Today, the Supreme Court will hear oral arguments in Citizens United vs. Federal Election Commission. While there will be no red carpet, “Hillary: The Movie” makes its debut in front of the nine justices as Citizens United argues that the 90-minute anti-Hillary movie, which aired when Secretary of State Hillary Clinton was then a Democratic presidential candidate, did not violate the Bipartisan Campaign Reform Act.
Citizens United argues that the movie is not a political ad but instead a documentary that viewers must seek out to watch, and therefore not subject to federal election law. At the lower court, a three judge panel concurred that the movie is indeed a political ad that spoke to candidate Clinton’s qualifications for office. Citizens United appealed to the Supreme Court. Today’s oral arguments will, among other things, pit the journalistic exceptions in federal election law against the Federal Election Commission’s role of governing political advertisements and its progeny of related issues. This will prove to be a very interesting First Amendment challenge for the Roberts court, which Alliance for Justice and the regulated community will follow closely.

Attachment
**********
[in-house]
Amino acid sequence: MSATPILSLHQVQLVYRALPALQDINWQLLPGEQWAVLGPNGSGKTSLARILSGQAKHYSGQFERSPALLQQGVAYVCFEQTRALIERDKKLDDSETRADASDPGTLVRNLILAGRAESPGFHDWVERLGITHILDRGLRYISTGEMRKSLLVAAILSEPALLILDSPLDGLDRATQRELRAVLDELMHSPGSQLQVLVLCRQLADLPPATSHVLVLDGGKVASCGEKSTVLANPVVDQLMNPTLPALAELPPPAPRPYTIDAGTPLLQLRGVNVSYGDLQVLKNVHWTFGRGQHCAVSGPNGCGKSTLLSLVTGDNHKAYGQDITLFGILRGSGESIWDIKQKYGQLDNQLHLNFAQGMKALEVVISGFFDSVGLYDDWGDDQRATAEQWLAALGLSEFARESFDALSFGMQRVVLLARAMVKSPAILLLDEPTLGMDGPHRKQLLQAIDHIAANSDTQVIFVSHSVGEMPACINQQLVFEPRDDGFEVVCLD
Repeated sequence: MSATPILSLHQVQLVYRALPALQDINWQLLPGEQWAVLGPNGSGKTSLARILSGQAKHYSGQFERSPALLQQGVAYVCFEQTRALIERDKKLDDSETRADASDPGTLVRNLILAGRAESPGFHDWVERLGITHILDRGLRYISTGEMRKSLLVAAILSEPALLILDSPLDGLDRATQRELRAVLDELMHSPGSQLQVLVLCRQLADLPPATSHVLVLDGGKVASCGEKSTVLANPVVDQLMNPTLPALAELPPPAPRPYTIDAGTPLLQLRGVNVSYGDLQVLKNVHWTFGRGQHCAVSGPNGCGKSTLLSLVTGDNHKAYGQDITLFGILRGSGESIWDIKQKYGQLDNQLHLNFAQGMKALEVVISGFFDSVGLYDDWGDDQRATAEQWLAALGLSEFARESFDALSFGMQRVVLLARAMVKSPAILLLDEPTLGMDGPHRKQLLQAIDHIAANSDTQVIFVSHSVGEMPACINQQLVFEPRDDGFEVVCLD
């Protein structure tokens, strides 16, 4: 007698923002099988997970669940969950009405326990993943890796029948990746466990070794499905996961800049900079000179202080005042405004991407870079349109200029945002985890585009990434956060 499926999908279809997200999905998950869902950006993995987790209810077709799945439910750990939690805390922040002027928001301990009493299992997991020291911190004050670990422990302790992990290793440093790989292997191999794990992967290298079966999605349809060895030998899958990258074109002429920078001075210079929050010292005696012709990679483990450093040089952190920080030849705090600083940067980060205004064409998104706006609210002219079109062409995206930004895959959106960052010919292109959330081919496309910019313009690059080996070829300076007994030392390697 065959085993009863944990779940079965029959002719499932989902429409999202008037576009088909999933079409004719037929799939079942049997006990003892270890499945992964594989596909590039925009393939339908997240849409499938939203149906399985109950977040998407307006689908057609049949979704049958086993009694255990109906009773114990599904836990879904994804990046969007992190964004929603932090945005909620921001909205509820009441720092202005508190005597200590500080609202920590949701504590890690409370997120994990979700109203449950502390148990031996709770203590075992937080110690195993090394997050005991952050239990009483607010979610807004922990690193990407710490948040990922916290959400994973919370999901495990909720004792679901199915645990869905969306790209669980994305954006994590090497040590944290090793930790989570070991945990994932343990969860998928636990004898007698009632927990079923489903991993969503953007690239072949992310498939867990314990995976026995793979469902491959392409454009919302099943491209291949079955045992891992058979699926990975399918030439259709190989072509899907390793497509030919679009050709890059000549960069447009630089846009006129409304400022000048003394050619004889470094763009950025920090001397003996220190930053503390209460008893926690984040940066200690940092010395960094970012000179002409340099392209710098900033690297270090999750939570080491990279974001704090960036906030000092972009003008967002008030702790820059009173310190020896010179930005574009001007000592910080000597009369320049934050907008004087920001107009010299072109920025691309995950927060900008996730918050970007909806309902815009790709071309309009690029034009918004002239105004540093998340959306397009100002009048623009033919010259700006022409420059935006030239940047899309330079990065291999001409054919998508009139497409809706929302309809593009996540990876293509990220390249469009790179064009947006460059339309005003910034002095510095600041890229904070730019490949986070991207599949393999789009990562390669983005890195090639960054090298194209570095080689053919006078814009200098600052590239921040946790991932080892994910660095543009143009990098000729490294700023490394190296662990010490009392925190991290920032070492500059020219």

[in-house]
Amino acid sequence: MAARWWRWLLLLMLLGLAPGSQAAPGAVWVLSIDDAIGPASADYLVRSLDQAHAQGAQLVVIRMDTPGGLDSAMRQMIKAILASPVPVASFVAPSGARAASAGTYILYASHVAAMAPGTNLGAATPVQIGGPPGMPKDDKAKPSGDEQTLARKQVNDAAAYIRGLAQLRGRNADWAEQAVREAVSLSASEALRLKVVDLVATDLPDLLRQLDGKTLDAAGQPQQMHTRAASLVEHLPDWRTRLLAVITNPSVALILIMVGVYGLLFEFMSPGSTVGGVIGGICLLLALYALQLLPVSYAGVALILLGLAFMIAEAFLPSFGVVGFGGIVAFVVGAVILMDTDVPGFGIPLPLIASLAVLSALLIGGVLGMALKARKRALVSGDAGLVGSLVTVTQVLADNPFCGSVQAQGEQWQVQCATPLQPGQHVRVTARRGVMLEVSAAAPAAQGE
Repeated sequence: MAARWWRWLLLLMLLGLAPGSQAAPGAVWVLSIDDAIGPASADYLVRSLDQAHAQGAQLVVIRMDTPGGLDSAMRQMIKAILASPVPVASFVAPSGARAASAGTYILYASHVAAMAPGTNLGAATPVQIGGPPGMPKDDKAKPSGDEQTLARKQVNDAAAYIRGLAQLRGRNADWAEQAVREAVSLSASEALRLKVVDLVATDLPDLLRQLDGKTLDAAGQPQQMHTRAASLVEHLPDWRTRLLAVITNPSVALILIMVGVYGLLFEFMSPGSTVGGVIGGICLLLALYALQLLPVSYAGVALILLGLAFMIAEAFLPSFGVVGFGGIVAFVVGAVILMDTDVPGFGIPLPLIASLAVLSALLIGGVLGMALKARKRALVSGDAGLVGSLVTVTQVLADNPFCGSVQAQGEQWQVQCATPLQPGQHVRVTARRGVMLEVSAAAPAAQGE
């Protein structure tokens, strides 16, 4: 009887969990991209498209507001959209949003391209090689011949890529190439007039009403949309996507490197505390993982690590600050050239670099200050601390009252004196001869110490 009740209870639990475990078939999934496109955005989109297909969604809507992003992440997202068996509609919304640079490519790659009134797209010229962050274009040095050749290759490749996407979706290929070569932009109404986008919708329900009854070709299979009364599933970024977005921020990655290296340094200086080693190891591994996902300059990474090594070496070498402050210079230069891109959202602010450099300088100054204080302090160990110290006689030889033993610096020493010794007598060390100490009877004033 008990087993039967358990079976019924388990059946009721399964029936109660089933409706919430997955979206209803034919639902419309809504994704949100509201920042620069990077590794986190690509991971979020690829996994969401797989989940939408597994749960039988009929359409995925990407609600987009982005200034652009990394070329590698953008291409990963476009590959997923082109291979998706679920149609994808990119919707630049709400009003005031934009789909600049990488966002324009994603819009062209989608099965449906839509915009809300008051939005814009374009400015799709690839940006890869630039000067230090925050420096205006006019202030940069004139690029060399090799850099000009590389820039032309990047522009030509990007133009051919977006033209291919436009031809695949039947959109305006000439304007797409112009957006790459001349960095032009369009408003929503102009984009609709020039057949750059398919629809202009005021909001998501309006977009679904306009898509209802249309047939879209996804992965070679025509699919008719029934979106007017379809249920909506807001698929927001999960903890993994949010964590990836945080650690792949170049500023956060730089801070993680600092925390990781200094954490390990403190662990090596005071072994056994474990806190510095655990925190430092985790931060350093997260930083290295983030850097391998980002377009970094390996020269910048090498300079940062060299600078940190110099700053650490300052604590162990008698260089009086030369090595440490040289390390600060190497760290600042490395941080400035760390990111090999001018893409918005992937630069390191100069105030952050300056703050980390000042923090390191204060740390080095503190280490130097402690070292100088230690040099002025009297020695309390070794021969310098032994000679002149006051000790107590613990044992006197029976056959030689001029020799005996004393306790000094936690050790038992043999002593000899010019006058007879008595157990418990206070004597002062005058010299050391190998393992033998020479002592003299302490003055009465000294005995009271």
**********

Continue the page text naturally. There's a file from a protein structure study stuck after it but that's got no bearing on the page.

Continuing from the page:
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Tuesday, March 24, 2009
All eyes on the Supreme Court
AFJ's Advocacy Digest blog, which covers issues of importance to foundations and nonprofits who engage in advocacy work, published this story today.